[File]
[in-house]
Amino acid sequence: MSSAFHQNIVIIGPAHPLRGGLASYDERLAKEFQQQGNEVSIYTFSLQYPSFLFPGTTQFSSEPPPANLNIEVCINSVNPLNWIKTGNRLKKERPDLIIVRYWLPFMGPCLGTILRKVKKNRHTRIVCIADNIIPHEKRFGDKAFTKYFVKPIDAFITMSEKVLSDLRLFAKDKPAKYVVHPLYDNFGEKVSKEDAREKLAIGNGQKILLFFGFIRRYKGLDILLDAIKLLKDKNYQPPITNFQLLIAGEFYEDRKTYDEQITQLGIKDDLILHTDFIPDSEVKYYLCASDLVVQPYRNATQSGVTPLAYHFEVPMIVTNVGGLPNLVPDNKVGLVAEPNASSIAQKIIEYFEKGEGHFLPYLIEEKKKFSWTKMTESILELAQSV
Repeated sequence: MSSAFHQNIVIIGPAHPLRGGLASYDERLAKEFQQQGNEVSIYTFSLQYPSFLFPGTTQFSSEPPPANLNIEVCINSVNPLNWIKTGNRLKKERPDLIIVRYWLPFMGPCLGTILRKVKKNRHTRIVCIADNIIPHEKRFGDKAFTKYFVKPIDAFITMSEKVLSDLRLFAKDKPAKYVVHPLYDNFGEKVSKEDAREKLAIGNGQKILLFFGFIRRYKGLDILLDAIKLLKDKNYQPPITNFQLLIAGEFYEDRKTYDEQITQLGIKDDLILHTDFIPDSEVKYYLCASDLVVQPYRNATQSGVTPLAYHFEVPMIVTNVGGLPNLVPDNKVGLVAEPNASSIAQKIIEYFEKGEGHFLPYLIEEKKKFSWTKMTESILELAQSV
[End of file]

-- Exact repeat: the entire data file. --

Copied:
[in-house]
Amino acid sequence: MSSAFHQNIVIIGPAHPLRGGLASYDERLAKEFQQQGNEVSIYTFSLQYPSFLFPGTTQFSSEPPPANLNIEVCINSVNPLNWIKTGNRLKKERPDLIIVRYWLPFMGPCLGTILRKVKKNRHTRIVCIADNIIPHEKRFGDKAFTKYFVKPIDAFITMSEKVLSDLRLFAKDKPAKYVVHPLYDNFGEKVSKEDAREKLAIGNGQKILLFFGFIRRYKGLDILLDAIKLLKDKNYQPPITNFQLLIAGEFYEDRKTYDEQITQLGIKDDLILHTDFIPDSEVKYYLCASDLVVQPYRNATQSGVTPLAYHFEVPMIVTNVGGLPNLVPDNKVGLVAEPNASSIAQKIIEYFEKGEGHFLPYLIEEKKKFSWTKMTESILELAQSV
Repeated sequence: MSSAFHQNIVIIGPAHPLRGGLASYDERLAKEFQQQGNEVSIYTFSLQYPSFLFPGTTQFSSEPPPANLNIEVCINSVNPLNWIKTGNRLKKERPDLIIVRYWLPFMGPCLGTILRKVKKNRHTRIVCIADNIIPHEKRFGDKAFTKYFVKPIDAFITMSEKVLSDLRLFAKDKPAKYVVHPLYDNFGEKVSKEDAREKLAIGNGQKILLFFGFIRRYKGLDILLDAIKLLKDKNYQPPITNFQLLIAGEFYEDRKTYDEQITQLGIKDDLILHTDFIPDSEVKYYLCASDLVVQPYRNATQSGVTPLAYHFEVPMIVTNVGGLPNLVPDNKVGLVAEPNASSIAQKIIEYFEKGEGHFLPYLIEEKKKFSWTKMTESILELAQSV